(Robert Jay Lifton in his groundbreaking and influential Thought Reform and the Psychology of Totalism lists eight cult-like characteristics; while I included Lifton’s characteristics in the list I compiled, I strongly believe that his book would have been better if he had included more such characteristics — ones I believe are obvious.)

Let’s see how many of the 23 Trump and his followers exhibit:

1) Religious orientation. Are Trump and his followers religiously based? Yes.

Trump’s core followers are conservative evangelicals. He received the votes of 81% of them in the 2016 election, and that level of support remains virtually unchanged. As well, Trump — who’s about as religious, and has about as much knowledge of the Bible, as the average poodle — routinely panders to evangelicals, flattering them endlessly and doing his best to ram through anti-choice, anti-LGBT judges and repressive, religiously inspired laws.

2) Irrationality. Are Trump and his followers irrational, do they discourage skepticism and rational thinking? Emphatically yes.

Trump and his followers are characterized by their ignorance of and contempt for science and rationality. The examples of this are manifold, with climate-change denial being the most obvious and dangerous. Climate scientists — who arrived at their conclusions through massive, decades-long research and application of the scientific method to the data they’ve gathered — are virtually unanimous in the conclusions that climate change is due to human activity (especially the burning of fossil fuels) and that it’s a dire threat to humanity. Trump and his followers irrationally and dangerously deny this.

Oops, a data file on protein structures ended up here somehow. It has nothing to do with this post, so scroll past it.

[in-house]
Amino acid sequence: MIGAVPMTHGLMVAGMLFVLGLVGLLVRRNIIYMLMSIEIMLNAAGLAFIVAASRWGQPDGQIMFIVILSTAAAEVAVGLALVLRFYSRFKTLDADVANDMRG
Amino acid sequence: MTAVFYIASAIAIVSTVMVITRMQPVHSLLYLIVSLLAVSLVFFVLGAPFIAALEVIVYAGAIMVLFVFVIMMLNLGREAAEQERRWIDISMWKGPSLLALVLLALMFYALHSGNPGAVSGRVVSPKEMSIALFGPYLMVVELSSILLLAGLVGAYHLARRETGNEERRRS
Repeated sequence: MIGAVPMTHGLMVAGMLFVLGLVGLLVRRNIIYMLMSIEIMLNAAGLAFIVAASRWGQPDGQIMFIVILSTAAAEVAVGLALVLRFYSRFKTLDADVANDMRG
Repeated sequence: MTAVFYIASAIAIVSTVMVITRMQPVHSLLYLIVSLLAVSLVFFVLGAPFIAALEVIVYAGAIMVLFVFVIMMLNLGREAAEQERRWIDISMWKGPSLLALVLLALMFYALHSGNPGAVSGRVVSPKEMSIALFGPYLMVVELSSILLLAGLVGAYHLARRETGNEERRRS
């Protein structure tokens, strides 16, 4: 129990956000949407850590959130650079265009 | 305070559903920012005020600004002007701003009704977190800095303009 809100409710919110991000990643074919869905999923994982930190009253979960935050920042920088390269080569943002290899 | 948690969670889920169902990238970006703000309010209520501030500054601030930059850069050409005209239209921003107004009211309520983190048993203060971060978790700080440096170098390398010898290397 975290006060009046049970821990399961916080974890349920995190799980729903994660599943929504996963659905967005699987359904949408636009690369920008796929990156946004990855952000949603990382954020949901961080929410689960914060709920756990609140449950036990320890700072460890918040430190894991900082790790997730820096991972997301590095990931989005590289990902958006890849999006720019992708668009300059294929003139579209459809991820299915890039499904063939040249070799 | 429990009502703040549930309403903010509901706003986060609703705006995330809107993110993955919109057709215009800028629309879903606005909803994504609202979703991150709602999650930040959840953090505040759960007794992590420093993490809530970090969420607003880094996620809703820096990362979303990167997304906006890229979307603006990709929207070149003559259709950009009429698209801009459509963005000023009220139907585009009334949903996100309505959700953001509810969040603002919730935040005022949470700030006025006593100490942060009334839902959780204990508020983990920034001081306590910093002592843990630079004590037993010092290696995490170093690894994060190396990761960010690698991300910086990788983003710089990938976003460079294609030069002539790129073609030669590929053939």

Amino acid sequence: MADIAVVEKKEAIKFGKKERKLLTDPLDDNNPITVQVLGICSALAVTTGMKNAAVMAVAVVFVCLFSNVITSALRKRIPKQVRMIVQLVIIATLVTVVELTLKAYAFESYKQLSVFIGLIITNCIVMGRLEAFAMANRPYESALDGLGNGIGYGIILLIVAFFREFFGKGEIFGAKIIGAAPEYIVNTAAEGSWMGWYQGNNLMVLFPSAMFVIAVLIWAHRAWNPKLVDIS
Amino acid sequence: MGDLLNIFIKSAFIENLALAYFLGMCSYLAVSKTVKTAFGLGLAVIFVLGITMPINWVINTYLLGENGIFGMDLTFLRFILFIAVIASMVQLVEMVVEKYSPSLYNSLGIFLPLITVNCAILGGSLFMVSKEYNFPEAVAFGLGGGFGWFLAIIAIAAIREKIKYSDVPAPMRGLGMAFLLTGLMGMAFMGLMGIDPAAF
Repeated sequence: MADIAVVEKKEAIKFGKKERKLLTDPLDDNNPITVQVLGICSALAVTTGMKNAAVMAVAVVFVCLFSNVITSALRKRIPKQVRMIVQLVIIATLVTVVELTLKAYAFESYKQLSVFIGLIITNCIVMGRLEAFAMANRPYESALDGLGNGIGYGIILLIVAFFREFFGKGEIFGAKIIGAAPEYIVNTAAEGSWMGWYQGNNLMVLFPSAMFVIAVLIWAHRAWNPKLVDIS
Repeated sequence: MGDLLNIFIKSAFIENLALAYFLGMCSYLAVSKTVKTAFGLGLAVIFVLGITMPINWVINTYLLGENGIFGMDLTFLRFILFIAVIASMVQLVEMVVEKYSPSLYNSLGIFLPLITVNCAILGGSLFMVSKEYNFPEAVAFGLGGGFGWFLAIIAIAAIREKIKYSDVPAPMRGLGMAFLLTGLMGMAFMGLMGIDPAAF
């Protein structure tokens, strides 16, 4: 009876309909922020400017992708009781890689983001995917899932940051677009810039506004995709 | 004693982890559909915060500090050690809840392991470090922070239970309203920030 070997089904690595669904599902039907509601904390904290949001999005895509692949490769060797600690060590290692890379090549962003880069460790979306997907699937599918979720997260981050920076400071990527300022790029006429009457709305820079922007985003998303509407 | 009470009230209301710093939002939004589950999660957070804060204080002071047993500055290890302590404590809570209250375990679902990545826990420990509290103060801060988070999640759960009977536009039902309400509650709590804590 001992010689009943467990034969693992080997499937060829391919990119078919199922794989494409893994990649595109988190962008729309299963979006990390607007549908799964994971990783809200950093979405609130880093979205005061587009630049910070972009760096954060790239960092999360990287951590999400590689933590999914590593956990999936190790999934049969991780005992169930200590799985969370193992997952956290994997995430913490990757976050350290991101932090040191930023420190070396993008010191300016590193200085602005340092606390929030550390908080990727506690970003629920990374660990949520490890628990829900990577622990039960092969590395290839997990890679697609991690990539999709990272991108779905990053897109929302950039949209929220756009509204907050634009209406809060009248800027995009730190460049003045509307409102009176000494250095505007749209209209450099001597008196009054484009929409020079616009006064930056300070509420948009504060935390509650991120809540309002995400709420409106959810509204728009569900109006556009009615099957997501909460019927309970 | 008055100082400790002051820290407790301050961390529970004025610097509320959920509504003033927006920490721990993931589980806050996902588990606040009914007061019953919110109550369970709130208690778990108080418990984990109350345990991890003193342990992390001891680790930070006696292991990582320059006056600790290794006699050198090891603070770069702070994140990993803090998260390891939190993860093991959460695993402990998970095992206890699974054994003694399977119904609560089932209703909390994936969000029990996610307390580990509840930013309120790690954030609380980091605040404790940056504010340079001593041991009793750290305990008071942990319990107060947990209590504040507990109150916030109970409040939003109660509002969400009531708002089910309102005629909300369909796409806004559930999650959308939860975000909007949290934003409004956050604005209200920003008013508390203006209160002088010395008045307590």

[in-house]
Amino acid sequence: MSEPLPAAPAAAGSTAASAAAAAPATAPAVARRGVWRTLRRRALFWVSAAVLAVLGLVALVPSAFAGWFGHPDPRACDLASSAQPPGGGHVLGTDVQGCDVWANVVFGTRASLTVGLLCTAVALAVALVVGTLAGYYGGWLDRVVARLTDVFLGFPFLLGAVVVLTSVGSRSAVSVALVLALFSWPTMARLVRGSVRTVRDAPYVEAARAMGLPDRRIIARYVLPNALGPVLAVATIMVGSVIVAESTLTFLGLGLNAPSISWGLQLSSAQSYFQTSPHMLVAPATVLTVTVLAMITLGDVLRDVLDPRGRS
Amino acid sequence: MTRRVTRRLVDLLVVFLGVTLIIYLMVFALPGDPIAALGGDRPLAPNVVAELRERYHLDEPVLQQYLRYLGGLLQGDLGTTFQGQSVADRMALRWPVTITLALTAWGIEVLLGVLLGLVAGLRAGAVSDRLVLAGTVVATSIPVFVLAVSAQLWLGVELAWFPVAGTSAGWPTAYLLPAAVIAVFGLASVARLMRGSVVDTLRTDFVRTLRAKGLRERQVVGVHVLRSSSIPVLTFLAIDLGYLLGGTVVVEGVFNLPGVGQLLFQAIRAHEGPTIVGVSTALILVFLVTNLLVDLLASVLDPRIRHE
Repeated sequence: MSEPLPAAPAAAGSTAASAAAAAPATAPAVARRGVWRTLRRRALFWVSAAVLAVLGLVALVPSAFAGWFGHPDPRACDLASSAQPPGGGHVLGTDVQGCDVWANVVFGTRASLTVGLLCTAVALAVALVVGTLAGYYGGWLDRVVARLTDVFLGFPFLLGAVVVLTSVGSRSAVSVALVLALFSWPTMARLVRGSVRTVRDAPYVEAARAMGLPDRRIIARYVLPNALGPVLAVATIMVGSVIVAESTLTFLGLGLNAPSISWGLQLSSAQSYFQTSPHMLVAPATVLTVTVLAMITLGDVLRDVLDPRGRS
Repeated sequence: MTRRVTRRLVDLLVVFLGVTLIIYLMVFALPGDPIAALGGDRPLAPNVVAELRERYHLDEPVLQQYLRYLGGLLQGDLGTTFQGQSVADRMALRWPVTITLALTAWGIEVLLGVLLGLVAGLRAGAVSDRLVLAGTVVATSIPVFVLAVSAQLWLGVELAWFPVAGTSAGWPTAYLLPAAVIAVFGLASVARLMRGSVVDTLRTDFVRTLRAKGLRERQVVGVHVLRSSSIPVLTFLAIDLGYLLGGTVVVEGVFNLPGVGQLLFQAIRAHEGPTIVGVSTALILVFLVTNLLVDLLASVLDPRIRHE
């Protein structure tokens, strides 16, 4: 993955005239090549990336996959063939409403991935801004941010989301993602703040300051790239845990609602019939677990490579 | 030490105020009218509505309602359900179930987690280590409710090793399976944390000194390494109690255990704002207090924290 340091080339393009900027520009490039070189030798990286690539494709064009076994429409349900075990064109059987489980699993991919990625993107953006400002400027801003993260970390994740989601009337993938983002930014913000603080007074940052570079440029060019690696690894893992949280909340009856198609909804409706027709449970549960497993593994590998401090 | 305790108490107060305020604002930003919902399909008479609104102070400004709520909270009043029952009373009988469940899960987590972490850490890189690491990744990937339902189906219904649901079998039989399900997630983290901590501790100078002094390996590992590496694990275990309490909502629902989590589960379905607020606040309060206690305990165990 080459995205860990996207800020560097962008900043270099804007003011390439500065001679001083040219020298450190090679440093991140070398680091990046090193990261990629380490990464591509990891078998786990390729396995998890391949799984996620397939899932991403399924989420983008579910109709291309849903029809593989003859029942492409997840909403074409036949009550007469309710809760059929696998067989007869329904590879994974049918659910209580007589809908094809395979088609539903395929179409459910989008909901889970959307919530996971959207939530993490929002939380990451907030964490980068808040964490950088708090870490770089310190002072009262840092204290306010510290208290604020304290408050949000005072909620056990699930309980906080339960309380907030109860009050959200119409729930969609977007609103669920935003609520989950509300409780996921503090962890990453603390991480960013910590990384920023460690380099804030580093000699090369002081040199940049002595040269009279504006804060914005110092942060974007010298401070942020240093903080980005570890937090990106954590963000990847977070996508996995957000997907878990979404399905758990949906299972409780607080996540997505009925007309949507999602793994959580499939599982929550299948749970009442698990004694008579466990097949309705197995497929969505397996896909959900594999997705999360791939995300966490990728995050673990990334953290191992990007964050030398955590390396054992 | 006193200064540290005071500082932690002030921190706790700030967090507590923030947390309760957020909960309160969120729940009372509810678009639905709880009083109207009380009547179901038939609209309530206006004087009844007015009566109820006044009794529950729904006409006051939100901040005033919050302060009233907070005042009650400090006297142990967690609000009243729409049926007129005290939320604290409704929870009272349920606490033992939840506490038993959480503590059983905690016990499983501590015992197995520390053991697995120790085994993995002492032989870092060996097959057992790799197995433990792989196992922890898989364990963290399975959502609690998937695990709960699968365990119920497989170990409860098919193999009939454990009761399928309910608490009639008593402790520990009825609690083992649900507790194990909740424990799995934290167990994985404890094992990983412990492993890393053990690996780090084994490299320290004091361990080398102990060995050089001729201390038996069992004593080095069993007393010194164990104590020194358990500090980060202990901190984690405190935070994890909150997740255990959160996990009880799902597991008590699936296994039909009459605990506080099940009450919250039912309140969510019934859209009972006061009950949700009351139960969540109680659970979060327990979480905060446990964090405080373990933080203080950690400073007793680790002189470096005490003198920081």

3) Dogmatism. Are Trump and his followers dogmatic? Yes in the case of Trump’s followers, no as regards Trump himself.

Trump’s most fervent followers, evangelicals, Bible literalists, are by definition dogmatists. They believe (or at least insist that they believe) that a 3,000-year-old book written by Iron Age slaveholders is inerrant, true in every respect. This leads them to insist on absurdities, such as that the Earth is only 6,000 years old; that humans and dinosaurs lived at the same time (or that the devil placed fossils in the earth to mislead humans); that, for that matter, the devil actually exists; that the sun stood still; that a dead man arose after three days and walked out of his tomb . . . The list of dogmatic absurdities goes on and on. In contrast, Trump himself is an amoral opportunist with no apparent beliefs who will say and do anything as long as he thinks it’s in his self-interest to do so.

4) “Chosen People” mentality. Do Trump and his followers have such a mentality? Yes.

Trump’s evangelical supporters routinely and self-flatteringly refer to themselves using terms such as “God’s people,” “the elect,” and “the righteous.” They also consider themselves above other people, especially atheists and muslims, with a great many evangelicals (and other conservative religious folk) saying they would never vote for an atheist or muslim for public office. Trump himself is a very privileged rich kid with a massive sense of entitlement. He was a schoolyard bully as a child; he believes he has the right to grope women — and has bragged about that groping; and seems to abuse almost everyone unfortunate enough to come in contact with him. Only someone who thinks he’s better than other people, who thinks he’s entitled to do such odious things, would do them. One might also mention “American exceptionalism” here, a belief apparently held by almost all of Trump’s followers and, perhaps, by Trump himself.

5) Ideology above all else. Do Trump and his followers elevate their ideology over experience, observation, and logic? Yes, absolutely.